July 21, 2016
Good leadership is something all school administrators aspire to. It is something that takes years of study, years of practice and years of growth, assessment, re-growth. So how can a blog post help improve leadership skills? In the same way mantras reinforce what we already know, an article on leadership reminds us of why and how good leadership is so important to us as educators. As we prepare for a new school year, there’s no better time to recommit and refocus our goal for effective leadership that inspires our school.
Effective leadership is easy to talk about — just do a quick search for inspirational posters! — and of course, it is a difficult and lifelong task to accomplish. We talk to a lot of great leaders on our podcast and they often emphasize the importance of continued learning, continued inspiration and continued growth. To that end, we’ve compiled some of our favorite tips from these leaders and our own experience to help reframe your leadership goals for this coming year.
7 Tips for School Leaders to Inspire Your Staff, Teachers and Community and Foster a Community of Collaboration
1. Establish Clear Priorities
There is always a long list of tasks that “must” be done. But having 2-3 clear goals that always take priority will insure that your team stays on target and works from your mission rather than a “pesky to do list.”
2. Find out what your staff needs from you
What information is needed to convey your key messages? What support and resources can you provide to make their work easier and more efficient?
3. Admit when you don’t have the answer
Your team already knows what you do and don’t know. Pretending will only undermine your authority. Use these moments as a chance to grow as a team and to demonstrate effective problem solving.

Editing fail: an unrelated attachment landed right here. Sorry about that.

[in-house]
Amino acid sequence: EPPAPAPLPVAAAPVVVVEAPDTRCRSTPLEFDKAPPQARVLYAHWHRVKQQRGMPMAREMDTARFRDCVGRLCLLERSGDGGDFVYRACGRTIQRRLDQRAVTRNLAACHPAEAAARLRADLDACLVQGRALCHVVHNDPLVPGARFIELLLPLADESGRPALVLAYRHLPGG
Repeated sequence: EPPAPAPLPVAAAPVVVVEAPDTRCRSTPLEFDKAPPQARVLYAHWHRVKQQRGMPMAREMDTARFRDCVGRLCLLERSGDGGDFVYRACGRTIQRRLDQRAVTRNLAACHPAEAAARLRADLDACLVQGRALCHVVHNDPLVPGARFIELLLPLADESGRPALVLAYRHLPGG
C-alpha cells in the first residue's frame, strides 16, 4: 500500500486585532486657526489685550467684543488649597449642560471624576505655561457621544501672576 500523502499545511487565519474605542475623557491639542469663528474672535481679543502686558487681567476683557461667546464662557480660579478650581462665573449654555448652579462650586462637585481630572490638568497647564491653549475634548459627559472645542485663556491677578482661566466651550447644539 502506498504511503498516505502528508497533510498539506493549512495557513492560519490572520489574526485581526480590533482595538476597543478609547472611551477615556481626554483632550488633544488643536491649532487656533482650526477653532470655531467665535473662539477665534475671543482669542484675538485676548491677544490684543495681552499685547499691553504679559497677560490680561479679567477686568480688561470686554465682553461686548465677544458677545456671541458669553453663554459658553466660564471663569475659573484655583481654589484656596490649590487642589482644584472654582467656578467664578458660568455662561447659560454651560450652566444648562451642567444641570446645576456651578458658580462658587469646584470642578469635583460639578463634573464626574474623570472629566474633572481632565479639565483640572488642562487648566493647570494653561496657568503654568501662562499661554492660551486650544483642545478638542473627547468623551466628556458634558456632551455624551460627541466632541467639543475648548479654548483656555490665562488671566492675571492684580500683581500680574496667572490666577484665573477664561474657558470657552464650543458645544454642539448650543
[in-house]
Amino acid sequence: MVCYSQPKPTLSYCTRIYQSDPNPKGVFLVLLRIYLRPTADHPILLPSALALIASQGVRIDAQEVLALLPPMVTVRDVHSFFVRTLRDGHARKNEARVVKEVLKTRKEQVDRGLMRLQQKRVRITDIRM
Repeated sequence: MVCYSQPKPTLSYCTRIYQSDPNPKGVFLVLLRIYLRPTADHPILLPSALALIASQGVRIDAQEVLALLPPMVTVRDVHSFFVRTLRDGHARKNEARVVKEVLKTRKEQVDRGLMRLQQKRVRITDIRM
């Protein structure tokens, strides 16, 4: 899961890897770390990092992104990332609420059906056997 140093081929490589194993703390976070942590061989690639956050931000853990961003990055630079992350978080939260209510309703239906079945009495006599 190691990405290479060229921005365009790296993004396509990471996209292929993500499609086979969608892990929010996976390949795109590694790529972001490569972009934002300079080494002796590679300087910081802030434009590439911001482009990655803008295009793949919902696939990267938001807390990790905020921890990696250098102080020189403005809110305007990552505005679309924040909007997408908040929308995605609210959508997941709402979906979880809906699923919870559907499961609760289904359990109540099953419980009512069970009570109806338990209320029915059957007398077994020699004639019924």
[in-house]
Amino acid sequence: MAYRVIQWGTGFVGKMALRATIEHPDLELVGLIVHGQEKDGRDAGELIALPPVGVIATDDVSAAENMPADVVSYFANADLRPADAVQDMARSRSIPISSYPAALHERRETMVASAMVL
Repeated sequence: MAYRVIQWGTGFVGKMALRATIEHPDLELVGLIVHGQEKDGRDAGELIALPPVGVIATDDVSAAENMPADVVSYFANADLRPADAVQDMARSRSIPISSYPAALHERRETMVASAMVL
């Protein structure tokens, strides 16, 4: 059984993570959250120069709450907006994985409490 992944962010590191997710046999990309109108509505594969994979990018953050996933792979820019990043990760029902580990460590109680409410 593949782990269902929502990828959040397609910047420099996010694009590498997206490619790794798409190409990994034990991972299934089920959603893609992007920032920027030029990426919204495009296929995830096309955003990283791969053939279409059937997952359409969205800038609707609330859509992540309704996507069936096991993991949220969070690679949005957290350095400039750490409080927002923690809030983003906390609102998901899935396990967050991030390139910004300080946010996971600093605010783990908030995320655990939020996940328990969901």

4. Ask a lot of questions
Invite feedback. Sometimes you will learn something surprising! And all of the time, you will ensure that your staff knows you are invested in teamwork and collaboration. Ask for help brainstorming solutions to problems but also ask questions to gauge the emotions of your staff. How are you? Are you happy? How do you think this school year is going? What do you want to accomplish this year?
5. Be accessible
This should be applied in 2 ways — make sure to block out time in your schedule NOW before it fills up to receive walk-ins and to respond to emails and tweets. In addition, consciously commit to having an open and receptive personality for new ideas, questions and concerns. In today’s all-access mobile society, the barrage of voicemails, emails and tweets can turn into white noise. Make sure your staff knows that you are listening and that you will respond.
6. Acknowledge contributions in the process, not just in the success
Especially when you are working towards long term goals, there are dozens of mini-successes that should be celebrated and mini-setbacks that need encouragement. Spontaneous acknowledgement of hard and creative work by individuals on your staff will go a long way to sustaining morale.
7. Tell Your Story
Why are you in education? Why are you a leader? Why are you committed to your school? Tell this story again and again through any public address, of course, but also in social media and in your day to day actions. Inspire through example and you’ll be amazed at how your staff inspires you.